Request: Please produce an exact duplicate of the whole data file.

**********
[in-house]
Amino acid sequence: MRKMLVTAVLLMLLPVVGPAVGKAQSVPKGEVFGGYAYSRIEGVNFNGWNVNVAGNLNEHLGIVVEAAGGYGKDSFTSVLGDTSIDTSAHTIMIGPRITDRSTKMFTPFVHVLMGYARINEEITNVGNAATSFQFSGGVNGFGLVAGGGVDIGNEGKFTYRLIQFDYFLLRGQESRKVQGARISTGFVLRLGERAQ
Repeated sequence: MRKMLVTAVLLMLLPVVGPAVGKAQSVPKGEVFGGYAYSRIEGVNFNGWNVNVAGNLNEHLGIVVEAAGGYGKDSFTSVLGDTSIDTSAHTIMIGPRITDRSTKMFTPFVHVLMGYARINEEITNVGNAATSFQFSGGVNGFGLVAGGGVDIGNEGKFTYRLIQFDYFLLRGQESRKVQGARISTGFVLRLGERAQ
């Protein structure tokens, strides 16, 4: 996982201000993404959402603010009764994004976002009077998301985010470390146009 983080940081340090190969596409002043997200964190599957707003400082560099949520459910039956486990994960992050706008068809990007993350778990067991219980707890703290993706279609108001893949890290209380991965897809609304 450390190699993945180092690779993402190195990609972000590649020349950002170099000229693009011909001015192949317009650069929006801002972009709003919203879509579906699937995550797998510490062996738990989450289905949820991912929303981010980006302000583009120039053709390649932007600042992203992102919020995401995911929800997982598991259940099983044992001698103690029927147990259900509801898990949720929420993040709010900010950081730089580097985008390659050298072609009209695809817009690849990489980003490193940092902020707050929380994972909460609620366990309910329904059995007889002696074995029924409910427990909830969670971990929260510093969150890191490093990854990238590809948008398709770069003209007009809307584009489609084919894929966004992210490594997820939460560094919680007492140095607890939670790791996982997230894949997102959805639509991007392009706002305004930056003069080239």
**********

[in-house]
Amino acid sequence: MRKMLVTAVLLMLLPVVGPAVGKAQSVPKGEVFGGYAYSRIEGVNFNGWNVNVAGNLNEHLGIVVEAAGGYGKDSFTSVLGDTSIDTSAHTIMIGPRITDRSTKMFTPFVHVLMGYARINEEITNVGNAATSFQFSGGVNGFGLVAGGGVDIGNEGKFTYRLIQFDYFLLRGQESRKVQGARISTGFVLRLGERAQ
Repeated sequence: MRKMLVTAVLLMLLPVVGPAVGKAQSVPKGEVFGGYAYSRIEGVNFNGWNVNVAGNLNEHLGIVVEAAGGYGKDSFTSVLGDTSIDTSAHTIMIGPRITDRSTKMFTPFVHVLMGYARINEEITNVGNAATSFQFSGGVNGFGLVAGGGVDIGNEGKFTYRLIQFDYFLLRGQESRKVQGARISTGFVLRLGERAQ
């Protein structure tokens, strides 16, 4: 996982201000993404959402603010009764994004976002009077998301985010470390146009 983080940081340090190969596409002043997200964190599957707003400082560099949520459910039956486990994960992050706008068809990007993350778990067991219980707890703290993706279609108001893949890290209380991965897809609304 450390190699993945180092690779993402190195990609972000590649020349950002170099000229693009011909001015192949317009650069929006801002972009709003919203879509579906699937995550797998510490062996738990989450289905949820991912929303981010980006302000583009120039053709390649932007600042992203992102919020995401995911929800997982598991259940099983044992001698103690029927147990259900509801898990949720929420993040709010900010950081730089580097985008390659050298072609009209695809817009690849990489980003490193940092902020707050929380994972909460609620366990309910329904059995007889002696074995029924409910427990909830969670971990929260510093969150890191490093990854990238590809948008398709770069003209007009809307584009489609084919894929966004992210490594997820939460560094919680007492140095607890939670790791996982997230894949997102959805639509991007392009706002305004930056003069080239």